The 70's Square Leg Tanksuit
Let's Go Retro!
For the last 40 years we've all looked back on the 70's and wondered how on earth the fashion industry got us to wear flares, wide collars, wide ties, and spectrum of colour all in the one garment. Yet the cyclic nature of fashion crept up and bit us in the behind while we weren't looking. Low slung hipster waist lines have taken over every section of fashion for the last 15 years and now waistlines are so low on every type of garment that women are running off to wax areas they'd never have dreamed of waxing 30 years ago! Thankfully we’re starting to see the end of this long running trend and a return to higher waists.
I have to admit liking the 70's. Women's fashion was soft and feminine. Men's fashion had a sense of flamboyant style that hadn't really been seen since the 1700's. People could speak their mind and everyone was open about love and sexuality. But as sudden as those years arrived, the 70's were crushed in the 80's by androgyny, shoulder pads, huge plastic components and the belief that 'greed was good'. I hereby swear that if 1" thick shoulder pads ever return to mainstream women’s blouses I'll retire from fashion forever!
The 70's were responsible for the transition from bloomer type bikini bottoms of the 60's through to the bikini brief. The 60's bikini bottoms were predominantly centre front/back seamed short designs with a square leg line. This meant that one piece designs had a centre front seam that ran all the way to the bust. The only way to remove this seam was to lift the leg line slightly up from square, which is exactly what eventually happened. Indeed this also meant a certain amount of unflattering wrinkles and fabric bulking around the crotch area. So the square line kept on being lifted a more and more until by the mid to late 70's the leg line had reached the low slung waist line and the most successful swimsuit design in history became standard. Ok so the 80's saw a short lived high (sometimes way too high) leg line, but feminist androgyny pretty much destroyed that design with anyone wearing it being looked down upon. Of course the invention of fluorescent colours didn't help the cause any.
So how did they make the one piece square leg? How low can you go before needing to revert to a centre front and back seam? By definition the lowest a square leg can be is the waist to crotch measurement as a vertical. Any more than that and it's no longer square. But of course you still need to be able to able to wrap around the inside leg tendon and join between the legs. This means lifting the leg line a fraction. This sketch above represents the early 70's halter neck one piece with a square leg and no centre front seam that we're going to make a pattern for. Of course there's nothing stopping you still using a centre back seam, in fact I think it would look much better with one.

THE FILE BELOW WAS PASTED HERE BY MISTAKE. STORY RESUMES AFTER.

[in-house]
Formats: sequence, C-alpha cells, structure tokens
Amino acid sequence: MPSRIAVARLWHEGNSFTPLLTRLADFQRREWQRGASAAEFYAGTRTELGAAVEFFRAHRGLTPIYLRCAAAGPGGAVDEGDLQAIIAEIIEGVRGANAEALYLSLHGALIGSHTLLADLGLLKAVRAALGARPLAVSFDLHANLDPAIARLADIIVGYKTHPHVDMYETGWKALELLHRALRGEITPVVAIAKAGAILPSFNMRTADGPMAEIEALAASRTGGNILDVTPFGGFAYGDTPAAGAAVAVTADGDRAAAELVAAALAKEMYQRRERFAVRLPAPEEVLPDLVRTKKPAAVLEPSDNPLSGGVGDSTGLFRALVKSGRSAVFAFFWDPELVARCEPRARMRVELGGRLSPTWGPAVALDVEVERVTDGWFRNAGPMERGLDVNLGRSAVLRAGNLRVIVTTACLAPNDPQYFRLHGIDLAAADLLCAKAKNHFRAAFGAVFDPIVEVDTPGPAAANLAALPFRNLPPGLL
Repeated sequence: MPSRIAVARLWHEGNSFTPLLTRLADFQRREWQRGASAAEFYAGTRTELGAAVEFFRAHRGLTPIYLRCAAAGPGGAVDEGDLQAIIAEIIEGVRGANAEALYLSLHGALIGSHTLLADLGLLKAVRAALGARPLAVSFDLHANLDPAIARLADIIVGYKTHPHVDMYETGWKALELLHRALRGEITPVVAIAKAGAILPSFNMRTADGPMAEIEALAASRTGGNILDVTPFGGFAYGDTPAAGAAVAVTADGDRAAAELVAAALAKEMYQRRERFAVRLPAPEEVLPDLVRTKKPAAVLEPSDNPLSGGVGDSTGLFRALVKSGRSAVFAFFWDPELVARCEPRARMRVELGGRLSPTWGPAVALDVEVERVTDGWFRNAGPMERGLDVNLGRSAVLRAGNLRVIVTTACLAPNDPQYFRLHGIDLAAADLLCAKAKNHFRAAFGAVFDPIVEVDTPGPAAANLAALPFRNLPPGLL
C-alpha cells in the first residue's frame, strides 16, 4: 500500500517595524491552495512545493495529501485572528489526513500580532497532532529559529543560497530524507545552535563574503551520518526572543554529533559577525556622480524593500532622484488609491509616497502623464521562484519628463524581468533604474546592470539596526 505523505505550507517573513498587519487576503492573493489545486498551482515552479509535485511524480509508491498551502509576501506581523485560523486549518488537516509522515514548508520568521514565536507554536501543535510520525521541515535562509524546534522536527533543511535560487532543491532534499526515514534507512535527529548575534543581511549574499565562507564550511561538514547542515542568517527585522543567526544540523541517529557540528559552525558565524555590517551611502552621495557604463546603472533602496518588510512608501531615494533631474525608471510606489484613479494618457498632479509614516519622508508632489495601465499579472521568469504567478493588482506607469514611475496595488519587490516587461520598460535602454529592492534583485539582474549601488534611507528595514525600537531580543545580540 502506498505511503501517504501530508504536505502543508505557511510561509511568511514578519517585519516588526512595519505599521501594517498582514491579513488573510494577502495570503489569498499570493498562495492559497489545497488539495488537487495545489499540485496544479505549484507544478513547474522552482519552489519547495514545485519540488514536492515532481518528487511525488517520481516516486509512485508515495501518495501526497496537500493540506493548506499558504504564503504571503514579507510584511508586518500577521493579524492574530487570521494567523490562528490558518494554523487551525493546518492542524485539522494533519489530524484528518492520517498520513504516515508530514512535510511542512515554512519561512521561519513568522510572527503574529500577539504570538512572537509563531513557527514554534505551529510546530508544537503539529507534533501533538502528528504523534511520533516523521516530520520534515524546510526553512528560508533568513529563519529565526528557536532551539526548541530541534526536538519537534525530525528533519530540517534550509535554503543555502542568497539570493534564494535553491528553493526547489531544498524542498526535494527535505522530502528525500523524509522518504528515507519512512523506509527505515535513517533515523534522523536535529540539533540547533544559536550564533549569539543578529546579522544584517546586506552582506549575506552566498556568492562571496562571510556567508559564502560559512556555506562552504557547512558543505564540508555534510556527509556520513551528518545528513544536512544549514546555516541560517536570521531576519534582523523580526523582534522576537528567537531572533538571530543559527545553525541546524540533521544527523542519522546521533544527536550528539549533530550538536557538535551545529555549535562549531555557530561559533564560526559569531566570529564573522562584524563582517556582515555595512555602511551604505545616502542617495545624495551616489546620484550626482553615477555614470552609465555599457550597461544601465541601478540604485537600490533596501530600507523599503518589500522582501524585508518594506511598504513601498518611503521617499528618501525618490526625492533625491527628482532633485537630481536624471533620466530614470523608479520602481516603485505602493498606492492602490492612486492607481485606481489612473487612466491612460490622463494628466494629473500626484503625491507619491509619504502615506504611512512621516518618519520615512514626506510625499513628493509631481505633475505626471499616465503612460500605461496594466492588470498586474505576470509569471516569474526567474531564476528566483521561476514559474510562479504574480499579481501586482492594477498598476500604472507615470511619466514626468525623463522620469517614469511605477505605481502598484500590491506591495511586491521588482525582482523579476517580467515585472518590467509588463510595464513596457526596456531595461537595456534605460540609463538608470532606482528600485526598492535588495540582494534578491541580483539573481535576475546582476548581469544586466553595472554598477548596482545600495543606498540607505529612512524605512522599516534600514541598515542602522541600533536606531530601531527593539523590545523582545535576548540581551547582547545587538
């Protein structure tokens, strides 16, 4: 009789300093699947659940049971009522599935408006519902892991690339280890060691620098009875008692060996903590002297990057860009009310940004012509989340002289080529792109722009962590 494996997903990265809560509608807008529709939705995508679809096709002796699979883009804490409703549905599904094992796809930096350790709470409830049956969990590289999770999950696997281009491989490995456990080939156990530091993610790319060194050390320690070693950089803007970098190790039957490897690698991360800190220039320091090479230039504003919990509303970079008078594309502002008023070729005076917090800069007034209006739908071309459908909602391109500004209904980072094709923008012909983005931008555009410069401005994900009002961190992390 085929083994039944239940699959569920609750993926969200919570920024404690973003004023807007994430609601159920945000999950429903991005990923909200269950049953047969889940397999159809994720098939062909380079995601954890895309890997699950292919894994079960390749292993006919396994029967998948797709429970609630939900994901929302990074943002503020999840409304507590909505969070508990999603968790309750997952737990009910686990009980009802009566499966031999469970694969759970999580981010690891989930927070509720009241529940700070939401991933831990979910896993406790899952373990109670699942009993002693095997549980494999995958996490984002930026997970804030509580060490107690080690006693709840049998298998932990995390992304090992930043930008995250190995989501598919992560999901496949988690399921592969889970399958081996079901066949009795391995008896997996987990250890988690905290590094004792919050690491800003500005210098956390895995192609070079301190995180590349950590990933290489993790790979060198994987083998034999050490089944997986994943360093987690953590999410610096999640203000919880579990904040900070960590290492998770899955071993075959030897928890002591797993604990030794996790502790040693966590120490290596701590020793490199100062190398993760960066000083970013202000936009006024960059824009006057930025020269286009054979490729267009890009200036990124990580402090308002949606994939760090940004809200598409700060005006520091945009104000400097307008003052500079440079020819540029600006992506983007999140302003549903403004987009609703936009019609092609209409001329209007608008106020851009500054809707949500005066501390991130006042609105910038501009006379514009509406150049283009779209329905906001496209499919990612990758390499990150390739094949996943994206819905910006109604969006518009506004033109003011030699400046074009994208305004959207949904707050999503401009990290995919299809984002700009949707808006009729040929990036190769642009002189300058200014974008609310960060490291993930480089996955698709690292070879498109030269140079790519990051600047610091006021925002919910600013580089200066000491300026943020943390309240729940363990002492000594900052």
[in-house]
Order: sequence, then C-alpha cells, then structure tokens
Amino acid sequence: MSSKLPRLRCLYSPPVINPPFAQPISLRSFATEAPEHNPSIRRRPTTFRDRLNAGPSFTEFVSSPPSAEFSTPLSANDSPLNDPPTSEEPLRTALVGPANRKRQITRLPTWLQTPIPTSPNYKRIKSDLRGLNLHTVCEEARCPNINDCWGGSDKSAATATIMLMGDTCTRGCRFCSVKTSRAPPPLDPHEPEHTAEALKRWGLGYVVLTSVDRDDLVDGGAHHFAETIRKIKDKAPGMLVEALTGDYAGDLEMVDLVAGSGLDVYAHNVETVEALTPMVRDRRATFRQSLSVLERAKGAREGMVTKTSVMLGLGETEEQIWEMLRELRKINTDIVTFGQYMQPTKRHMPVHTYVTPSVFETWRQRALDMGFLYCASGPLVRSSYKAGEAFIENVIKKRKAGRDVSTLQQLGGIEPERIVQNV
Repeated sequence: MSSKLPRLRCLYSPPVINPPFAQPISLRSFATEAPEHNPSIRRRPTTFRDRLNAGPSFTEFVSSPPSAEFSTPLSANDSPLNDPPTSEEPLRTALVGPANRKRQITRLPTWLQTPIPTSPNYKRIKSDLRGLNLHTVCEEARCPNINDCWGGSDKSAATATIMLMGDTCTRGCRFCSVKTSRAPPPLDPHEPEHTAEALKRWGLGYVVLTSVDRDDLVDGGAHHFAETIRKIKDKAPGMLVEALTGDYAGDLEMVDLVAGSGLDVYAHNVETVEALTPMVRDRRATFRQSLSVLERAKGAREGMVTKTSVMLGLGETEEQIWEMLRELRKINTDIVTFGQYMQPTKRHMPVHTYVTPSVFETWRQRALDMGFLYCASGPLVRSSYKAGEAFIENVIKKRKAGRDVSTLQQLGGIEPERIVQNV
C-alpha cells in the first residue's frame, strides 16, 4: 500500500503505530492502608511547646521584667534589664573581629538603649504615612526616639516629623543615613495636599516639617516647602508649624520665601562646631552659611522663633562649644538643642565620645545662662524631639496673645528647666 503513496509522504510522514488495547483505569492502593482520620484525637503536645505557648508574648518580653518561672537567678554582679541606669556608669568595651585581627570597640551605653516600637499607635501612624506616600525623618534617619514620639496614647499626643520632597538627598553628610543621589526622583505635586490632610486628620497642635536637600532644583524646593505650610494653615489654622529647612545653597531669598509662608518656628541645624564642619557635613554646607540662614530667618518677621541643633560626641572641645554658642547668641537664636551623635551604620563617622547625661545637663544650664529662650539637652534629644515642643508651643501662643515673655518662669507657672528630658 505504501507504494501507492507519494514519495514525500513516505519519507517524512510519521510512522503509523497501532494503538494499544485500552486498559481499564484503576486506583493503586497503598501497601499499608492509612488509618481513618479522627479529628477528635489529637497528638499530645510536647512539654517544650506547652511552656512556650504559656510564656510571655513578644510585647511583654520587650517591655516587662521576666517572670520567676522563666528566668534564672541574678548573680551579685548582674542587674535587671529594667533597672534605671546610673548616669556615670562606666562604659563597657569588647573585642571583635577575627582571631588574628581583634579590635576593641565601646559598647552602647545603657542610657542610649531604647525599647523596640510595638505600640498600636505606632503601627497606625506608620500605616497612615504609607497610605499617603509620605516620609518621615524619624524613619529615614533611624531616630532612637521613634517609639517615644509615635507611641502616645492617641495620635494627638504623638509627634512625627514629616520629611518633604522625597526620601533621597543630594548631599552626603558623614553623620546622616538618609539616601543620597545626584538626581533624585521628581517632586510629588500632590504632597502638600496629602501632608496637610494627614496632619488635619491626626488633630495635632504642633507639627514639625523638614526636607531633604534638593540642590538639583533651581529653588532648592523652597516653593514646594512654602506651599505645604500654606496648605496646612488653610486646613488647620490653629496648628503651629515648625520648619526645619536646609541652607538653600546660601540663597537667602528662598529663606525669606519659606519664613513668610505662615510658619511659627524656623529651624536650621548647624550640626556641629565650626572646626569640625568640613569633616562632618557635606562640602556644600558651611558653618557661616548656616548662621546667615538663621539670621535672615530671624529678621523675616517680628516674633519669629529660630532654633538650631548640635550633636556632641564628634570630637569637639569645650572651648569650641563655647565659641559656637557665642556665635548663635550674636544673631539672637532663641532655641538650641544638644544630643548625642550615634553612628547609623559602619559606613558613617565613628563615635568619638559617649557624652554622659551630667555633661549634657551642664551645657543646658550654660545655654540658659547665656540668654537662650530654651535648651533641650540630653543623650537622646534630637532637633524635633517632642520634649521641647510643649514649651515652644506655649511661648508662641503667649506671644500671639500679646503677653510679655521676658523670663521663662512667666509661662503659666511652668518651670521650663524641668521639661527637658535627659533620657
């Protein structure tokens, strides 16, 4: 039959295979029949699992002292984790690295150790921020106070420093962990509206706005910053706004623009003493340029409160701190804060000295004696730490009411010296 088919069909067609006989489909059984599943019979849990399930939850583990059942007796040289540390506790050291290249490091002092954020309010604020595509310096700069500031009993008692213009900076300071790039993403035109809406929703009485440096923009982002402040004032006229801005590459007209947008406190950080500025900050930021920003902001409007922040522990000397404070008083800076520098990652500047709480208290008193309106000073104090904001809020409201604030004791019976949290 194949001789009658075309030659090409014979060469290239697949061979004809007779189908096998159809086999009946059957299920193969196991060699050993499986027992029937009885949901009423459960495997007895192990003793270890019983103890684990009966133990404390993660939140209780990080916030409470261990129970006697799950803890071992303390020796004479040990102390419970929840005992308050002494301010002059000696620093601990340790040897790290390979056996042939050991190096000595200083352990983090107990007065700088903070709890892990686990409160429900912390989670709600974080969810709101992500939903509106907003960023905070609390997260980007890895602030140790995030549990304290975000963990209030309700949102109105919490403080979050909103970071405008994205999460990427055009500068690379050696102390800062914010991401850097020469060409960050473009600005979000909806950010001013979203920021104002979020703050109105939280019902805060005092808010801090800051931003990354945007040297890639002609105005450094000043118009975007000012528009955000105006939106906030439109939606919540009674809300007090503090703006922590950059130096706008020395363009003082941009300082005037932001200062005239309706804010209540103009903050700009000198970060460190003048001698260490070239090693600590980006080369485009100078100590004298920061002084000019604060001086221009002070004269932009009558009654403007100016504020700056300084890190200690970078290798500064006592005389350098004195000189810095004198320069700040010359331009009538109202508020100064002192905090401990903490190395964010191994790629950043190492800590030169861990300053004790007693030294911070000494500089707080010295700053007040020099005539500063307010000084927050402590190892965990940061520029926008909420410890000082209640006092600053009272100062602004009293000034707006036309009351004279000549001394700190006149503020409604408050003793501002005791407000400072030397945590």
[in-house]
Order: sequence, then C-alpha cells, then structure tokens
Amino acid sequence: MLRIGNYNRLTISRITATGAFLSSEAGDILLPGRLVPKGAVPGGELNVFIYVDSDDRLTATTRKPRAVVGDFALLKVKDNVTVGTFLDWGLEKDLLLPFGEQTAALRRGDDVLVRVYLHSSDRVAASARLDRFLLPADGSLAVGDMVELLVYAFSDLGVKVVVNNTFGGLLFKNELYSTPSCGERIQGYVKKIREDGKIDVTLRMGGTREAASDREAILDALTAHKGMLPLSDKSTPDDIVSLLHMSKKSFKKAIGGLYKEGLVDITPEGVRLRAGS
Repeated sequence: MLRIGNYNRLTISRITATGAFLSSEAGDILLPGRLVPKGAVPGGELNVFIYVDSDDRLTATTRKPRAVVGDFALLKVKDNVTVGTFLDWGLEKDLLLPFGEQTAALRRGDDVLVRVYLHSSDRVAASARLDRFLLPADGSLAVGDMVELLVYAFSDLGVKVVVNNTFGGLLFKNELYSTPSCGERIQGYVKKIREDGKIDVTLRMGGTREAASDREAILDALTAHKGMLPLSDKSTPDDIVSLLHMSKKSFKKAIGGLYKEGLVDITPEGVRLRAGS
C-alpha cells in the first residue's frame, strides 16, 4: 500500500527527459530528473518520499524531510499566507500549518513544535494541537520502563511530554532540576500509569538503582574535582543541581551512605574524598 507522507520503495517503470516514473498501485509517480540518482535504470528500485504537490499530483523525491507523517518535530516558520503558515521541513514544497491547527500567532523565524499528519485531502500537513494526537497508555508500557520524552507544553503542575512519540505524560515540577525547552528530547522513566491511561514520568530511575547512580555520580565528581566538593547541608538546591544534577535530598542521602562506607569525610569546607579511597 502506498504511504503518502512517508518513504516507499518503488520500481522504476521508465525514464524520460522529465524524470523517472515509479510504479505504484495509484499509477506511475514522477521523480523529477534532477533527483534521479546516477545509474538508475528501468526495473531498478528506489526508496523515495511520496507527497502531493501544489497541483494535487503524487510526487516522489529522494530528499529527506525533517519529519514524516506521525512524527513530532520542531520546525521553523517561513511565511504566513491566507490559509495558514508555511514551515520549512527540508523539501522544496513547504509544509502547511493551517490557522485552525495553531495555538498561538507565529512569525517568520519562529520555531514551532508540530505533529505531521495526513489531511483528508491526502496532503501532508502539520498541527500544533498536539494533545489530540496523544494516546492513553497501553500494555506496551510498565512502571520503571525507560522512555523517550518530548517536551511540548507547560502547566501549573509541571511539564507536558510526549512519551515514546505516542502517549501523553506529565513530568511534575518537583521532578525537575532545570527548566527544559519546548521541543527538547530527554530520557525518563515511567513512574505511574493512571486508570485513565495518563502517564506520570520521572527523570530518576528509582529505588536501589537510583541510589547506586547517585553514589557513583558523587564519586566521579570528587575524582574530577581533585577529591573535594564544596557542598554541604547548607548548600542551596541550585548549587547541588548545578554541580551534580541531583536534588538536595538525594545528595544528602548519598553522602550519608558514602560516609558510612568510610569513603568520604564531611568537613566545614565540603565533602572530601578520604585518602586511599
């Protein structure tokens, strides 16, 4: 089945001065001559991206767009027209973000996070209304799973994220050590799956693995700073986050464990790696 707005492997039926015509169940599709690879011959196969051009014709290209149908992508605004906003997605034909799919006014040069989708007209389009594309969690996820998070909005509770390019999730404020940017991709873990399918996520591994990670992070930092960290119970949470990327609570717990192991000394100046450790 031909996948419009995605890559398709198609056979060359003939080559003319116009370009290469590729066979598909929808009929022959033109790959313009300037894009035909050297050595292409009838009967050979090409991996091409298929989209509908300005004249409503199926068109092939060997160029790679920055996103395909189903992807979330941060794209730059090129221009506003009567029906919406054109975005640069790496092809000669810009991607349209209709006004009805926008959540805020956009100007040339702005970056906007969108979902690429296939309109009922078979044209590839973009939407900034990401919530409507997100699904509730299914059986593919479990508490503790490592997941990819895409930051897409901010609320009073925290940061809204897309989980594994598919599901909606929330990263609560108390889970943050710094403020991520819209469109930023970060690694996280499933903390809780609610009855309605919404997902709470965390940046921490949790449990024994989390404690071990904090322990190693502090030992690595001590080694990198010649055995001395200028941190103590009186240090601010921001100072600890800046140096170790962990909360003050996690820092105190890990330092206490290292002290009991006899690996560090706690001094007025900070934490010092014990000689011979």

The sketch above illustrates the pattern we're going to make. This pattern is based on the Halter Neck One Piece we created previously (using 12% horizontal negative ease and 0% vertical ease). Before you start each step, take a good look at the illustration to help you follow the drafting process. At the end of each step your draft should match the illustration.
Trace around your one piece block and transfer across the top of the halter pattern (without seam allowance). Mark in a guide line 7cm above the hip line (+/- 0.25 cm per size). This represents the height of the leg line. Draft in a vertical guide line twice the width of the crotch from centre front on the new height guide.
Extend the side seam on both front and back panels to the height guide. Widen the crotch seam (red line on the bottom of each panel) by 0.5cm (for all sizes). This is a simple tweak to help the leg line sit better ... it won't matter if you don't do this.
Draft in the new front leg line touching all guide points: new side seam to intersection of vertical guide, to narrowest part of crotch, to widened crotch seam. This should be a smooth gradual curve dictated by the guide points. The back leg line curves ever so slightly from side seam to crotch seam. Trace the front side seam onto tracing paper to true up the back leg line at both ends.
Remove unnecessary guidelines. If necessary retrace the front and back panels. Add seam allowance to the pattern based on how you intend to assemble it. I've shown this pattern with 10mm allowance for overlocked seams (8mm to blade plus 2mm off cut) and 10mm allowance for folding over 9mm elastic. If you were to use a binder attachment to apply the elastic and casing fabric to the edge, then you wouldn’t need any seam allowance on those particular seams. Finally, be sure to clearly label your pattern pieces with a title, panel name, garment size, cutting instructions, author’s name, date and revision number.
This image has been included for completeness to demonstrate how the centre back seam might be created. It's very much the same as for the Cheeky Shorts pattern only we're not going to narrow the bottom of the square leg line.